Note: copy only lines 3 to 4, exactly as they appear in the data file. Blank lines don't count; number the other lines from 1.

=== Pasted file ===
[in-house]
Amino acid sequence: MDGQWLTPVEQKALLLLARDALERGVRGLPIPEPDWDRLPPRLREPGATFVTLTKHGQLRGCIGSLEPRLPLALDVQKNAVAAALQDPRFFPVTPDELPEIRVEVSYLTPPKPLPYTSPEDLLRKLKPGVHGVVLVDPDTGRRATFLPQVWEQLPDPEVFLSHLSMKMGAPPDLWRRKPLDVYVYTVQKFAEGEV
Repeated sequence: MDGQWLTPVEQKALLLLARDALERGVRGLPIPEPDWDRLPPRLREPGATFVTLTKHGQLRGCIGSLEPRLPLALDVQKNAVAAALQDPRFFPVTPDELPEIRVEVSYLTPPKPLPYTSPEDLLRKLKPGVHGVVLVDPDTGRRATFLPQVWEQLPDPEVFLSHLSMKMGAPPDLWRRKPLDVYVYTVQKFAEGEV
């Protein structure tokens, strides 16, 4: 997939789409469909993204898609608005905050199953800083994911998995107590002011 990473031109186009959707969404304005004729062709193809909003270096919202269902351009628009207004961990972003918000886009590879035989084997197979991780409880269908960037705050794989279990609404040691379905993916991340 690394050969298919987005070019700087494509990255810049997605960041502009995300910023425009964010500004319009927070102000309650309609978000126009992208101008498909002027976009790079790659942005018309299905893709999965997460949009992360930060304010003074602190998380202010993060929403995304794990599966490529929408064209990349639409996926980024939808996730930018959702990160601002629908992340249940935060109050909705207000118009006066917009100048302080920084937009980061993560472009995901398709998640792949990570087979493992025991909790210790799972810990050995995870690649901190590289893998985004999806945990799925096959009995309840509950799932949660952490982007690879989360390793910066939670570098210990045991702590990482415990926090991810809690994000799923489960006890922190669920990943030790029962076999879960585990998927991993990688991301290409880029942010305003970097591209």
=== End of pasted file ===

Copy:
Repeated sequence: MDGQWLTPVEQKALLLLARDALERGVRGLPIPEPDWDRLPPRLREPGATFVTLTKHGQLRGCIGSLEPRLPLALDVQKNAVAAALQDPRFFPVTPDELPEIRVEVSYLTPPKPLPYTSPEDLLRKLKPGVHGVVLVDPDTGRRATFLPQVWEQLPDPEVFLSHLSMKMGAPPDLWRRKPLDVYVYTVQKFAEGEV
């Protein structure tokens, strides 16, 4: 997939789409469909993204898609608005905050199953800083994911998995107590002011 990473031109186009959707969404304005004729062709193809909003270096919202269902351009628009207004961990972003918000886009590879035989084997197979991780409880269908960037705050794989279990609404040691379905993916991340 690394050969298919987005070019700087494509990255810049997605960041502009995300910023425009964010500004319009927070102000309650309609978000126009992208101008498909002027976009790079790659942005018309299905893709999965997460949009992360930060304010003074602190998380202010993060929403995304794990599966490529929408064209990349639409996926980024939808996730930018959702990160601002629908992340249940935060109050909705207000118009006066917009100048302080920084937009980061993560472009995901398709998640792949990570087979493992025991909790210790799972810990050995995870690649901190590289893998985004999806945990799925096959009995309840509950799932949660952490982007690879989360390793910066939670570098210990045991702590990482415990926090991810809690994000799923489960006890922190669920990943030790029962076999879960585990998927991993990688991301290409880029942010305003970097591209």